Beto Martinez, of Brownout: Something Else! Interview

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Beto Martinez, guitarist with Brownout, joined Preston Frazier for a Something Else! Sitdown covering everything from the band’s latest studio effort – titled Brown Sabbath Vol. II – to his early musical experiences to his work with Grupo Fantasma …

PRESTON FRAZIER: Congratulations on Brown Sabbath Vol. II. Before we talk about it, tell our readers a little about you. You are originally from Laredo Texas. Was yours a musical upbringing?
BETO MARTINEZ: Thank you. I did not grow up in a musical family other, than my mother loved to dance and often had music on – mostly whatever was on the radio. No one else in my family plays an instrument.

PRESTON FRAZIER: When did you start playing guitar?
BETO MARTINEZ: My first instrument was the trumpet. I joined band in fifth grade and was assigned the trumpet. I wanted to play drums. I didn’t get far and quit after a couple months. When I was really young, about 6 or 7, I heard Quiet Riot’s “Cum on Feel the Noize” on MTV. My mom actually allowed me to buy the cassette, and it started a love affair with rock music. I was officially an air guitarist from then on, until I got my first guitar at age 12. I had a cousin, who played, show me how to tune it and how to play “Anarchy in the U.K.” I took it from there.

PRESTON FRAZIER: What was your first band?
BETO MARTINEZ: I am mostly self-taught. I’ve taken some lessons here and there but nothing formal. My first band was called Luv Rhino. I met Greg Gonzalez, my bass player in eighth grade. We were both into metal and he had an air-conditioned garage, so we quickly became sequestered in the garage – basically learning to play together, trying to write songs and play Metallica covers. Once we met a drummer, we started Luv Rhino as high school freshmen. It had a very early ’90s, kinda Smashing Pumpkins vibe and we immediately started playing parties.

PRESTON FRAZIER: Grupo Fantasma has a deep and rich musical history. How has your role in Grupo changed over the years?
BETO MARTINEZ: Adrian Quesada and I essentially set Grupo Fantasma in motion one late night drinking in his apartment in 2000. We were listening to a compilation called Cumbia Cumbia 2, of old Colombian cumbias we loved, and had always talked about playing. The idea of playing some cumbias, even though our bands played funk and jazz up to that point, wasn’t new. Greg and I had experimented with it in our band at the time, the Blimp. But that night Adrian and I decided we should just book a gig and worry about the band and material afterwards. So, we did that. He called and booked a gig the next day, and we then rounded up our immediate group of bandmates and put together the band that became Grupo Fantasma. I’ve been one of the main songwriters and shapers of the sound and musical agenda – along with a few of the other guys – since the beginning. After Adrian left and we parted ways with our longtime management in 2013, I took over a lot of the behind-the-scenes management along with Greg Gonzalez – and even now still am very involved in this aspect along with our current manager. I’ve also, with Greg, produced and recorded our most recent material.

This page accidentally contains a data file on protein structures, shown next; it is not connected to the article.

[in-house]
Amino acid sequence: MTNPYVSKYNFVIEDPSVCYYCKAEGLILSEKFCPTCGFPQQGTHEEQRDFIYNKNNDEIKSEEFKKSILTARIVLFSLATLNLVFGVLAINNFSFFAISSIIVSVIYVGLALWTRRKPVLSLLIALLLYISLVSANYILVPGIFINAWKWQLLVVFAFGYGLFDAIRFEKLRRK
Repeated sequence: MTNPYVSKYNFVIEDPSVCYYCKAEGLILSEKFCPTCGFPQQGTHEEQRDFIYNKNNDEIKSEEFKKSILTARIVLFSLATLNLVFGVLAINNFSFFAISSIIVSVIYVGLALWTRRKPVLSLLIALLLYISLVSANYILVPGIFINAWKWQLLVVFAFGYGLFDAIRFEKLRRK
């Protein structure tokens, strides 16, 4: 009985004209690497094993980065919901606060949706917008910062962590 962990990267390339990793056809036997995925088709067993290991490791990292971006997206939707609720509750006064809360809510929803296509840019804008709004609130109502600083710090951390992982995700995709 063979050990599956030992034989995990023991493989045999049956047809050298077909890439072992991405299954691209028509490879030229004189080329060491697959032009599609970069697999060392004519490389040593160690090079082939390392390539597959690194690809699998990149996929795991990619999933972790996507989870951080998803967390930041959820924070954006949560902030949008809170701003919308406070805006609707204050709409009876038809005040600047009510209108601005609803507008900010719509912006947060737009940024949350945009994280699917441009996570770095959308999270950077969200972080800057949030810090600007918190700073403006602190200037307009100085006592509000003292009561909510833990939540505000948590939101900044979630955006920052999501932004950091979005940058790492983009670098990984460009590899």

PRESTON FRAZIER: Brownout has had a prominent presence even before the Brown Sabbath projects. How did Brownout differ from Grupo Fantasma?
BETO MARTINEZ: Yes, Brownout has been around since 2003. After we started touring heavily and devoting a lot of time to Fantasma and concentrating on Latin music, a few of us longed to get back to playing some of the funk and breakbeat stuff we had been doing prior to Grupo Fantasma. Brownout was another sort of conversation between Adrian, Greg and myself and we set it in motion initially by learning a bunch of our favorite old-school funk tunes. Brownout has always been primarily funk with a Latin feel and influence, whereas Grupo Fantasma is primarily Latin music.